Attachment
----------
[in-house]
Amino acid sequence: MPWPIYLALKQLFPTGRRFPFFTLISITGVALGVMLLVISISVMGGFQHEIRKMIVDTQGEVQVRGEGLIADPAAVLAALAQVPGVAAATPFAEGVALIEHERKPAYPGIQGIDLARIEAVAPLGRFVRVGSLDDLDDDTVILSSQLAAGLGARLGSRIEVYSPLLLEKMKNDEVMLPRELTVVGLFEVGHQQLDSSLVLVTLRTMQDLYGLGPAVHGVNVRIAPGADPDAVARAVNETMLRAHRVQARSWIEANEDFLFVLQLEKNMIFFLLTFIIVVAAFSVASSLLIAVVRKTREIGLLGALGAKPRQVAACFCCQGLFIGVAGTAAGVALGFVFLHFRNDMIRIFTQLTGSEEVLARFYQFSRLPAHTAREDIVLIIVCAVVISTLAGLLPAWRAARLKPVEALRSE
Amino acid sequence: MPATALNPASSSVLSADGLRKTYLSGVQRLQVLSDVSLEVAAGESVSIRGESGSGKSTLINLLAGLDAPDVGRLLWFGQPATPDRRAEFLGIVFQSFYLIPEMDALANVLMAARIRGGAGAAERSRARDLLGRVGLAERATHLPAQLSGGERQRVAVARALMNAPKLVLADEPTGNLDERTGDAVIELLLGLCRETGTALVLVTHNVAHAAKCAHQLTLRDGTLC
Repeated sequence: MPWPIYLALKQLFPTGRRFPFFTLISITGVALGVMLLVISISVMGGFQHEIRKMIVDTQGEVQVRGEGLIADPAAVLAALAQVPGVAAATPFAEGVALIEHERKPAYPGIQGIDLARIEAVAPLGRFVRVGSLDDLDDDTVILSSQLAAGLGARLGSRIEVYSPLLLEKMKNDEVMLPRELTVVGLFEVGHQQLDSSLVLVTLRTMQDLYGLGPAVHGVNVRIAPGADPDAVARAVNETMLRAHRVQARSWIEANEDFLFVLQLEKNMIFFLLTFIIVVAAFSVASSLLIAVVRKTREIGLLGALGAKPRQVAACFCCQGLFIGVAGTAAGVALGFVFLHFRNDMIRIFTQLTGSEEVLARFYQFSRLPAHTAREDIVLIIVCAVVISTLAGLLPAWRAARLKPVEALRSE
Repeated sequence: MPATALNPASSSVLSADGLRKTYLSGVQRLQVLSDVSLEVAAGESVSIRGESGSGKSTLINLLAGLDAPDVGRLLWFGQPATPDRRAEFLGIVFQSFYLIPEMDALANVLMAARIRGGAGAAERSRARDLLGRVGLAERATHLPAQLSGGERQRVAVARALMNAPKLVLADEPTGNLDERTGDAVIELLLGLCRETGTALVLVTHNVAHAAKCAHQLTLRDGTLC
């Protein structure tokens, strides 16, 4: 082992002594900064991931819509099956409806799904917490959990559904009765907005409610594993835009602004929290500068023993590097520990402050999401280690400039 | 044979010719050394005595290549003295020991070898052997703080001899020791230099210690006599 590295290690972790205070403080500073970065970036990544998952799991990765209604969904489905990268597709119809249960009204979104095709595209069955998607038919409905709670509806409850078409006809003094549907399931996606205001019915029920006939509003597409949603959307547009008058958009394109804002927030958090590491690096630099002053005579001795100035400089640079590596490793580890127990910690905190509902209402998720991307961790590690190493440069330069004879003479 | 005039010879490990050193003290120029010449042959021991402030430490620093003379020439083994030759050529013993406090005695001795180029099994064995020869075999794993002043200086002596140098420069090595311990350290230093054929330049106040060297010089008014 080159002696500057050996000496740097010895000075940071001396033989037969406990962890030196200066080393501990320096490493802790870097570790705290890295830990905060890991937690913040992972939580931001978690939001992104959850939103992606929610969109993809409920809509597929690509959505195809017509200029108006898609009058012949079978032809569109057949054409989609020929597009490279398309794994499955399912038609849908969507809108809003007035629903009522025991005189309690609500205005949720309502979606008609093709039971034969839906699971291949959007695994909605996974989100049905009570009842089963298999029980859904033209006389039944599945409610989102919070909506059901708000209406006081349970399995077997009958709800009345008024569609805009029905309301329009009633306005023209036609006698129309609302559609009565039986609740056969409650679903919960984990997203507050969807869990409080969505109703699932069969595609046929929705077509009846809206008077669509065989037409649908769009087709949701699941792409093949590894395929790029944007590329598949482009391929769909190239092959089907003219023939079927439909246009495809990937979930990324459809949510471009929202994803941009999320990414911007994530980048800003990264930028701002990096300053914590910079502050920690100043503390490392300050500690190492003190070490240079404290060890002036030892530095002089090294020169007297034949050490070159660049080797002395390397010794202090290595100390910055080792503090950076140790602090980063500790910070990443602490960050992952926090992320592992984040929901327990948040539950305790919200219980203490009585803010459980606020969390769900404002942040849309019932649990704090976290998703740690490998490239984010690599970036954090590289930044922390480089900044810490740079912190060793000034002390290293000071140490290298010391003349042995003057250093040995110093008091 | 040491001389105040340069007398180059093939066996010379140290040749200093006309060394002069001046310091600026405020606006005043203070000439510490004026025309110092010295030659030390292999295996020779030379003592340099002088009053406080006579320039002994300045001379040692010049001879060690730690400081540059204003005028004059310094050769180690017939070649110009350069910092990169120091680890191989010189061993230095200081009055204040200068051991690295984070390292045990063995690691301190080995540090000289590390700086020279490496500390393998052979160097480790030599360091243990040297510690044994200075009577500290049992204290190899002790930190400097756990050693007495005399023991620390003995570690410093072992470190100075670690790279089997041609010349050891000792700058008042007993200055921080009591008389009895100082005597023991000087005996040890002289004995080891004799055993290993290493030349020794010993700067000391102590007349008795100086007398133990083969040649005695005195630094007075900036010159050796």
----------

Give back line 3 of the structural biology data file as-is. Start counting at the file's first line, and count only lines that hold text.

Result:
Amino acid sequence: MPATALNPASSSVLSADGLRKTYLSGVQRLQVLSDVSLEVAAGESVSIRGESGSGKSTLINLLAGLDAPDVGRLLWFGQPATPDRRAEFLGIVFQSFYLIPEMDALANVLMAARIRGGAGAAERSRARDLLGRVGLAERATHLPAQLSGGERQRVAVARALMNAPKLVLADEPTGNLDERTGDAVIELLLGLCRETGTALVLVTHNVAHAAKCAHQLTLRDGTLC